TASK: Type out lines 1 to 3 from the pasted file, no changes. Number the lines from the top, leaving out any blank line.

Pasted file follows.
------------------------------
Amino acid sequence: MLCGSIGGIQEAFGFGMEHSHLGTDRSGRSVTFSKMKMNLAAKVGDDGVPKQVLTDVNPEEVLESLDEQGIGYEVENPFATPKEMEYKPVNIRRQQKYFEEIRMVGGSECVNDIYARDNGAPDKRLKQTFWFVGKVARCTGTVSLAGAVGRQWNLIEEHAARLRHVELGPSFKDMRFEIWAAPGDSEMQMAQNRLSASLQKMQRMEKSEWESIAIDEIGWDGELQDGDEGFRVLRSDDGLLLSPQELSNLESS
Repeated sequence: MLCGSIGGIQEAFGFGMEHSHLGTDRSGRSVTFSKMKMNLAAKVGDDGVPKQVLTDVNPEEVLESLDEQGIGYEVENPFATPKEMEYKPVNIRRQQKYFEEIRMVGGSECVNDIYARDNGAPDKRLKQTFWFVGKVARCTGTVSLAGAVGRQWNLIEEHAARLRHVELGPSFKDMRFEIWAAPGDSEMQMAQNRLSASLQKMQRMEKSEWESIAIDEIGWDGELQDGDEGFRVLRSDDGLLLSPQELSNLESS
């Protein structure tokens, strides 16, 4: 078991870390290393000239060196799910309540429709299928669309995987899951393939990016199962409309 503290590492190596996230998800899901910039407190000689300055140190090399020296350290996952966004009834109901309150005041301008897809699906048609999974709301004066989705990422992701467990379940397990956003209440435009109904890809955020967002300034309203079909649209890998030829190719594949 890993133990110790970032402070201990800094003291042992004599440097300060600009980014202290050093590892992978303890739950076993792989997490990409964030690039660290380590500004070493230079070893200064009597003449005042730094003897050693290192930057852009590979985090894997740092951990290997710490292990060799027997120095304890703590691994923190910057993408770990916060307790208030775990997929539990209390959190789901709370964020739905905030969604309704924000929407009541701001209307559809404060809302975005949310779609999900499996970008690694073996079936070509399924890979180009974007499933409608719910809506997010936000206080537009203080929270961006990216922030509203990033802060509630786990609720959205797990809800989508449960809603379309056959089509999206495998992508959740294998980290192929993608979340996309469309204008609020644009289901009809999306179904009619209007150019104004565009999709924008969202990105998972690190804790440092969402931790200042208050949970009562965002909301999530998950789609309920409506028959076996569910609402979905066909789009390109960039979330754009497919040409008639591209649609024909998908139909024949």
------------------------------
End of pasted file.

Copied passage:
Amino acid sequence: MLCGSIGGIQEAFGFGMEHSHLGTDRSGRSVTFSKMKMNLAAKVGDDGVPKQVLTDVNPEEVLESLDEQGIGYEVENPFATPKEMEYKPVNIRRQQKYFEEIRMVGGSECVNDIYARDNGAPDKRLKQTFWFVGKVARCTGTVSLAGAVGRQWNLIEEHAARLRHVELGPSFKDMRFEIWAAPGDSEMQMAQNRLSASLQKMQRMEKSEWESIAIDEIGWDGELQDGDEGFRVLRSDDGLLLSPQELSNLESS
Repeated sequence: MLCGSIGGIQEAFGFGMEHSHLGTDRSGRSVTFSKMKMNLAAKVGDDGVPKQVLTDVNPEEVLESLDEQGIGYEVENPFATPKEMEYKPVNIRRQQKYFEEIRMVGGSECVNDIYARDNGAPDKRLKQTFWFVGKVARCTGTVSLAGAVGRQWNLIEEHAARLRHVELGPSFKDMRFEIWAAPGDSEMQMAQNRLSASLQKMQRMEKSEWESIAIDEIGWDGELQDGDEGFRVLRSDDGLLLSPQELSNLESS
């Protein structure tokens, strides 16, 4: 078991870390290393000239060196799910309540429709299928669309995987899951393939990016199962409309 503290590492190596996230998800899901910039407190000689300055140190090399020296350290996952966004009834109901309150005041301008897809699906048609999974709301004066989705990422992701467990379940397990956003209440435009109904890809955020967002300034309203079909649209890998030829190719594949 890993133990110790970032402070201990800094003291042992004599440097300060600009980014202290050093590892992978303890739950076993792989997490990409964030690039660290380590500004070493230079070893200064009597003449005042730094003897050693290192930057852009590979985090894997740092951990290997710490292990060799027997120095304890703590691994923190910057993408770990916060307790208030775990997929539990209390959190789901709370964020739905905030969604309704924000929407009541701001209307559809404060809302975005949310779609999900499996970008690694073996079936070509399924890979180009974007499933409608719910809506997010936000206080537009203080929270961006990216922030509203990033802060509630786990609720959205797990809800989508449960809603379309056959089509999206495998992508959740294998980290192929993608979340996309469309204008609020644009289901009809999306179904009619209007150019104004565009999709924008969202990105998972690190804790440092969402931790200042208050949970009562965002909301999530998950789609309920409506028959076996569910609402979905066909789009390109960039979330754009497919040409008639591209649609024909998908139909024949």